Scott Free is the greatest escape artist in the multiverse. There aren’t any shackles or prison that can hold him. But is there something that he can’t escape from? Can even Mister Miracle escape death?
As part of the celebration for what would be Jack Kirby 100th birthday, DC has relaunched books featuring some of the most interesting characters Kirby created while he was working for them. With the Kamandi Challenge well underway, they decided to look at Kirby’s Fourth World books.
These books feature two planets of space gods almost constantly at war with one another. Darkseid leads the forces of evil from the planet Apokolips while searching for the anti-life equation which he wants to unleash and destroy the universe.
Scott, the son of the opposing New Gods’ leader, was raised under Darkseid control as part of a truce that secured a temporary peace between the two forces. Despite being constantly locked up, Scott always found ways to free himself and eventually he and Big Barda, another of Darkseid’s warriors escaped to Earth.
Tom King (Batman, Sheriff of Babylon, Omega Men), who himself is a somewhat master of misdirection in his stories, has Scott aim to escape from something no one escapes from — death. He leads off with Scott’s suicide attempt. Scott is rushed to the hospital and seems to be saved. But small things are off. Barda’s eyes are no longer the same. Scott finds himself talking to other people who are dead.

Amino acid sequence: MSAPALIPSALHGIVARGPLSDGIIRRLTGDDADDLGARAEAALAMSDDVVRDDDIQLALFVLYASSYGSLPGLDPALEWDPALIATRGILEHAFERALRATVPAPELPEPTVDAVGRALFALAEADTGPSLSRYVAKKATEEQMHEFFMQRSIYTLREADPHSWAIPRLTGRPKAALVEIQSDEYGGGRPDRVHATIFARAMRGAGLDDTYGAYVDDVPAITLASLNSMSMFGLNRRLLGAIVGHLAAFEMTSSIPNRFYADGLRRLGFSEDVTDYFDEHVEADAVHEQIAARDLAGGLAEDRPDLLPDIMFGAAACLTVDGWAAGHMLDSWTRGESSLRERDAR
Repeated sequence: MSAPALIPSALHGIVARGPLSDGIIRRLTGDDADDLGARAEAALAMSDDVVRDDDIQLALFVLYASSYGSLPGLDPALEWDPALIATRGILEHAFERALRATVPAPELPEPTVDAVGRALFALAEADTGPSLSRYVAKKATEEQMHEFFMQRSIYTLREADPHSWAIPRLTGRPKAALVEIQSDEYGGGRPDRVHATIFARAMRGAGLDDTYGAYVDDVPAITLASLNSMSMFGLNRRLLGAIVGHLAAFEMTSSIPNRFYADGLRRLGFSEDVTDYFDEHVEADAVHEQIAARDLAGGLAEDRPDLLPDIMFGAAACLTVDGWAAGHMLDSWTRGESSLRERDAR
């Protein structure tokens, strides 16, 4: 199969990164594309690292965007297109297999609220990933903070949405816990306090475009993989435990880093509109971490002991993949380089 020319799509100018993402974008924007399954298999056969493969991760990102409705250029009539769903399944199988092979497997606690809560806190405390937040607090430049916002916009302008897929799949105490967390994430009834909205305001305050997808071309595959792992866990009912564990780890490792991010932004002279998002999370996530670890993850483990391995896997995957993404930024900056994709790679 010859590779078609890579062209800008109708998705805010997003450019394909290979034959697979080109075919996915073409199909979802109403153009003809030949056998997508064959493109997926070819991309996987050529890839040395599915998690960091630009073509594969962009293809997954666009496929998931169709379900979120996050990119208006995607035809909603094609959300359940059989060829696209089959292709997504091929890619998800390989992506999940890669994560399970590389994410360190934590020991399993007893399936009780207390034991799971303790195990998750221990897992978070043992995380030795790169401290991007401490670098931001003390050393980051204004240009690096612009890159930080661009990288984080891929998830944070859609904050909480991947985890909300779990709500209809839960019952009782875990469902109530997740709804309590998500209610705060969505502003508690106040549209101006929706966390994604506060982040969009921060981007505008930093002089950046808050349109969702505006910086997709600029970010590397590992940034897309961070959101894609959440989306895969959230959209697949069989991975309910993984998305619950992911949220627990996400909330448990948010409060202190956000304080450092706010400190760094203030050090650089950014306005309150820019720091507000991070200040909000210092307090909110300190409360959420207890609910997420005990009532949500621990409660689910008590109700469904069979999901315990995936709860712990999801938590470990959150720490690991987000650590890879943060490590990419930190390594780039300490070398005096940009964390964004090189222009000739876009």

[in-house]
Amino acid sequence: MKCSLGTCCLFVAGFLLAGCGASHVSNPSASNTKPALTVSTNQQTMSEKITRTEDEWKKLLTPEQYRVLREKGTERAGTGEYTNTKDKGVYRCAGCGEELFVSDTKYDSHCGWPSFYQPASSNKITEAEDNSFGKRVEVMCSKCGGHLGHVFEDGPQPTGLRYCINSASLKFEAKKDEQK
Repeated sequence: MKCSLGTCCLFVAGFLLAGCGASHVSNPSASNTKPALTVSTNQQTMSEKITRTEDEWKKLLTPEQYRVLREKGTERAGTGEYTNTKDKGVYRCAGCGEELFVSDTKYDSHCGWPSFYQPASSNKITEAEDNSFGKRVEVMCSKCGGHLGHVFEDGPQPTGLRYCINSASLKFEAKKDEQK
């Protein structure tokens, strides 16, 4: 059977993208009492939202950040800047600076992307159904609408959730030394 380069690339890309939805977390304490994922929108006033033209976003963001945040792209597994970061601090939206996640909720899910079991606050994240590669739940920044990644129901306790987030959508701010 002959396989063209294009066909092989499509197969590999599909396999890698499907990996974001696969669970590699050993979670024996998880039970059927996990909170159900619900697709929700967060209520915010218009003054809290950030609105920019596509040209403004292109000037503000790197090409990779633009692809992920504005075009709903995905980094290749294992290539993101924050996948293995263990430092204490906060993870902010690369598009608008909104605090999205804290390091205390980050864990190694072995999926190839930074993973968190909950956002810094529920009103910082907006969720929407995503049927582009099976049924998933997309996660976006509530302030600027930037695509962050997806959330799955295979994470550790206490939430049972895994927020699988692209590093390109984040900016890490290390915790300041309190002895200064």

So the question has to be asked. Did Scott really escape death? Or is he trapped in some kind of elaborate hoax? We aren’t going to get the answer in the first issue of this series.
Mitch Gerads’ (Batman, Cave Carson, The Punisher) art also helps with the misdirection. Instead of crisp lined images, the drawings play with forced focus and other photographic techniques not usually seen used in comic art. These all serve to distract the reader from other clues that may be lying right in the open, but you are being led away from them.
This book is an interesting start to the limited series. I think that Kirby would enjoy what this team is doing with one of his characters. Scott was always one of Kirby’s most morally complex characters, a feature that often got downplayed by other writers as they tried to separate him from the Fourth World mythology. I look forward to seeing the rest of the series.
Writer: Tom King
Artist: Mitch Gerads
Letters: Clayton Cowles
Cover: Nick Derington